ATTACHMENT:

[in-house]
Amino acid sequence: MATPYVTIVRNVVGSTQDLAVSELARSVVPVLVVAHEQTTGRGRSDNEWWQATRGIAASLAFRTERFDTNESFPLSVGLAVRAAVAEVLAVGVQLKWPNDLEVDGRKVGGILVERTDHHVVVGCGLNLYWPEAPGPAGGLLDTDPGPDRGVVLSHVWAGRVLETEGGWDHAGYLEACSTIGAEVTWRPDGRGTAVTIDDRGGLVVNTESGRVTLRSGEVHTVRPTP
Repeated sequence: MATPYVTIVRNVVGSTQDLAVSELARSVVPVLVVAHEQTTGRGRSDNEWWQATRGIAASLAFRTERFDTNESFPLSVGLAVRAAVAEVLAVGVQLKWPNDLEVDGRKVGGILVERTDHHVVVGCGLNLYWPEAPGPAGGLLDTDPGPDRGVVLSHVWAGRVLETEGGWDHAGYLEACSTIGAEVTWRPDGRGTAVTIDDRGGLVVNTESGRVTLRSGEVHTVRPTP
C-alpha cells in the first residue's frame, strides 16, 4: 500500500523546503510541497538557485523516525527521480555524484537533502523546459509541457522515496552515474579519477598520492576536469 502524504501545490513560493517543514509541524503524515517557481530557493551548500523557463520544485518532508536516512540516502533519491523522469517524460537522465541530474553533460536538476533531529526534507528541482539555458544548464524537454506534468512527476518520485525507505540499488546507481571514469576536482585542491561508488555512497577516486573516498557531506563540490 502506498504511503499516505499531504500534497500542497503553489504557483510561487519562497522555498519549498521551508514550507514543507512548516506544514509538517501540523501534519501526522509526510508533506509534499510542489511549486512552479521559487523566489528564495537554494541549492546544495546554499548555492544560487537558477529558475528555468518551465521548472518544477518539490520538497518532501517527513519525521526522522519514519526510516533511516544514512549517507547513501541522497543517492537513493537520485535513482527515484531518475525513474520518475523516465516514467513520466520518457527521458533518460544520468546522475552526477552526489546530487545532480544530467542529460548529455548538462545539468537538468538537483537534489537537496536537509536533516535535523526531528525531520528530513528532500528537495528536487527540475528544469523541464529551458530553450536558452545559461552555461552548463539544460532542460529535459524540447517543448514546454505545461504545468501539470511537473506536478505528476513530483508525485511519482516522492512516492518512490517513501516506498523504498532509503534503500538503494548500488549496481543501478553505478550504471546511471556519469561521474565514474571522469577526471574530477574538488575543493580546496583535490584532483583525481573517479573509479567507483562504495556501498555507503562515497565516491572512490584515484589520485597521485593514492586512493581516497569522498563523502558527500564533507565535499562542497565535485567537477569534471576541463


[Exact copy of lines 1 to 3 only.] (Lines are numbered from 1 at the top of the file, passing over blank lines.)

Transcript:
[in-house]
Amino acid sequence: MATPYVTIVRNVVGSTQDLAVSELARSVVPVLVVAHEQTTGRGRSDNEWWQATRGIAASLAFRTERFDTNESFPLSVGLAVRAAVAEVLAVGVQLKWPNDLEVDGRKVGGILVERTDHHVVVGCGLNLYWPEAPGPAGGLLDTDPGPDRGVVLSHVWAGRVLETEGGWDHAGYLEACSTIGAEVTWRPDGRGTAVTIDDRGGLVVNTESGRVTLRSGEVHTVRPTP
Repeated sequence: MATPYVTIVRNVVGSTQDLAVSELARSVVPVLVVAHEQTTGRGRSDNEWWQATRGIAASLAFRTERFDTNESFPLSVGLAVRAAVAEVLAVGVQLKWPNDLEVDGRKVGGILVERTDHHVVVGCGLNLYWPEAPGPAGGLLDTDPGPDRGVVLSHVWAGRVLETEGGWDHAGYLEACSTIGAEVTWRPDGRGTAVTIDDRGGLVVNTESGRVTLRSGEVHTVRPTP